• On crypto – Gensler said relatively little about crypto in his prepared remarks. But when he did, he may have made an inadvertent case for Decentralized Finance (DeFi) in the financial system saying, “We’ve even seen centralization in the crypto market, which was founded on the idea of decentralization. This field actually has significant concentration among intermediaries in the middle of the market. Thus, we must remain vigilant to areas where concentration and potential economic rents have built up, or may do so in the future.” Concentration – bad. DeFi – good? Capitol Hill staffers seemed open to the idea at a conference in August. But, AML/KYC concerns from Treasury may be a sticking point.

Gary Gensler – Q&A

Chair Gensler’s Q&A mainly stayed in the traditional finance realm. But, SIFMA’s Bentsen brought it back to crypto towards the end asking if the SEC need guidance from Congress to settle that “these are securities, these are commodities.” Like many times before Gensler was adamant that adequate regulation was already in place – though he did not mention the Howey Test as he often does to similar questions.

    • On Howey Test (without mentioning it)  – “I’m gonna say what I’ve said before. I think that the laws that are on the books, and the rules and how the courts have interpreted them, that – without pre-judging any one token – that a significant portion of these 10,000 tokens are investment contracts and thus securities under US securities laws.” Echoing previous statements, he said crypto companies should “come in” and talk to the SEC about what they’re doing.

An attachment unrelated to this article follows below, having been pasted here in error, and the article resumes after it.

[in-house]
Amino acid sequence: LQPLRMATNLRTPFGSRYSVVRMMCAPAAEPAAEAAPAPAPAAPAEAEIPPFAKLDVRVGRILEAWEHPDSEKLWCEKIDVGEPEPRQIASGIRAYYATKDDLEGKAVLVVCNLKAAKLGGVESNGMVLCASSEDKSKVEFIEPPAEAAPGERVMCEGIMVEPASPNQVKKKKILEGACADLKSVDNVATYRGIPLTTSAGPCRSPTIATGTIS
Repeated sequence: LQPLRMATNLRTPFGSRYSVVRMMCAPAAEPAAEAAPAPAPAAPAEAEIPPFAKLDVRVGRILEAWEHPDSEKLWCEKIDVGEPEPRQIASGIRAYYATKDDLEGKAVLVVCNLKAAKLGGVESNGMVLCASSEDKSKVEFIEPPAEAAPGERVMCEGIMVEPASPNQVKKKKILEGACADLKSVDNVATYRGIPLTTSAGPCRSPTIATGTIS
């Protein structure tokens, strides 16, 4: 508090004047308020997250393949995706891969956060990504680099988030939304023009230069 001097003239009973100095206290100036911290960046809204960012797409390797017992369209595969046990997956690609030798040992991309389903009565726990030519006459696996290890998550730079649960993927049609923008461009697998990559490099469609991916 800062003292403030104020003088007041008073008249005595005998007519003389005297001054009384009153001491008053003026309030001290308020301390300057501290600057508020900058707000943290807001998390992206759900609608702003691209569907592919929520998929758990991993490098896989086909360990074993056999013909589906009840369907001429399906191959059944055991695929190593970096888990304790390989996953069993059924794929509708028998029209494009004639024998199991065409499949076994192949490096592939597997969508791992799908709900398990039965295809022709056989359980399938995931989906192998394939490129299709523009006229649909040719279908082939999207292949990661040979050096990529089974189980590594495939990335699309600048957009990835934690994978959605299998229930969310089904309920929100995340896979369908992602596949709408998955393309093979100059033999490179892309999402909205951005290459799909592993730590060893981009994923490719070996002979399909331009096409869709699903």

• Protections – He stressed the need for consumer protections against “entrepreneurs in the middle somewhere” and “highly centralized” crypto exchanges and lending platforms.
    • On Congress legislating on crypto – “We wouldn’t want Congress to do anything to undermine a $100 trillion capital market. I don’t think SIFMA would either. I think we are probably aligned that we wouldn’t want an inadvertant definition that all of a sudden our whole regulatory remit on money markets is somehow, called into a question or our whole remit in terms of what a stock exchange is or broker dealer is is called into question.
    • Room for adjustment at the SEC – Gensler closed with the an “olive branch” comment to the industry though its unclear the depth of his offer: “If you’re an exchange or lending platform coming inside the 34′ and the ’40 Act. Or, tell us how we need to adjust and adjust.” Wiggle room for crypto? Doubt it.

Rostin Behnam – Q&A

Commodity Futures Trading Commission (CFTC) Chair Rostin Behnam participated in a Q&A with SIFMA’s Bentsen and covered a range of digital asset issues facing Behnam. Highlights included: